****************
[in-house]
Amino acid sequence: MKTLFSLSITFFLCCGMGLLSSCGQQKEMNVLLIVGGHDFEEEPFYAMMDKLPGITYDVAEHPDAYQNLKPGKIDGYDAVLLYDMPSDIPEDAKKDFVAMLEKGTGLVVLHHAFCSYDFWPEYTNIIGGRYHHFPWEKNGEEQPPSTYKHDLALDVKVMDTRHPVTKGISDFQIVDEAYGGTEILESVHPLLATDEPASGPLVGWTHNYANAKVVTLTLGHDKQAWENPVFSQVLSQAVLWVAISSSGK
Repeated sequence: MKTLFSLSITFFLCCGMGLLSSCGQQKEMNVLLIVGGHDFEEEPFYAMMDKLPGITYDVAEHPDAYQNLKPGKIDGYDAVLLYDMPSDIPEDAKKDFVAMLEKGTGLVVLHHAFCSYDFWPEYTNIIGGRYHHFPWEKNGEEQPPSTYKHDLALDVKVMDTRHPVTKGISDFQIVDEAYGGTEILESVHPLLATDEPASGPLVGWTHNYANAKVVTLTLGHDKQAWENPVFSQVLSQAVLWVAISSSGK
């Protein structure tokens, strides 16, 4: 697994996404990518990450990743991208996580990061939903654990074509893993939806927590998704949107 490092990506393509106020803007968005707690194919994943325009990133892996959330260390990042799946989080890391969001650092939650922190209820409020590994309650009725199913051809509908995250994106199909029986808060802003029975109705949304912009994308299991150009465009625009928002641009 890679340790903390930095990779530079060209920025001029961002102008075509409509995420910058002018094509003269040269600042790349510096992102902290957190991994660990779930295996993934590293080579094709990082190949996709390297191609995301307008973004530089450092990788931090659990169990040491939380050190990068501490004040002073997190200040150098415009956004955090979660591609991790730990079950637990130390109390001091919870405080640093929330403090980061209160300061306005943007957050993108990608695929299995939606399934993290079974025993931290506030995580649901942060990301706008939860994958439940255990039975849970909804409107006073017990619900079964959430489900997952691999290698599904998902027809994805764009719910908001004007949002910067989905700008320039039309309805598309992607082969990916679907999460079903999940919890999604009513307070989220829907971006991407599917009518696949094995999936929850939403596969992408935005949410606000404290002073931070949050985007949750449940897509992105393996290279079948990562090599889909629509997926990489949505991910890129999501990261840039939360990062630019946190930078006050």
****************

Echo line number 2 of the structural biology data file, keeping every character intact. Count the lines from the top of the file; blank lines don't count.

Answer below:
Amino acid sequence: MKTLFSLSITFFLCCGMGLLSSCGQQKEMNVLLIVGGHDFEEEPFYAMMDKLPGITYDVAEHPDAYQNLKPGKIDGYDAVLLYDMPSDIPEDAKKDFVAMLEKGTGLVVLHHAFCSYDFWPEYTNIIGGRYHHFPWEKNGEEQPPSTYKHDLALDVKVMDTRHPVTKGISDFQIVDEAYGGTEILESVHPLLATDEPASGPLVGWTHNYANAKVVTLTLGHDKQAWENPVFSQVLSQAVLWVAISSSGK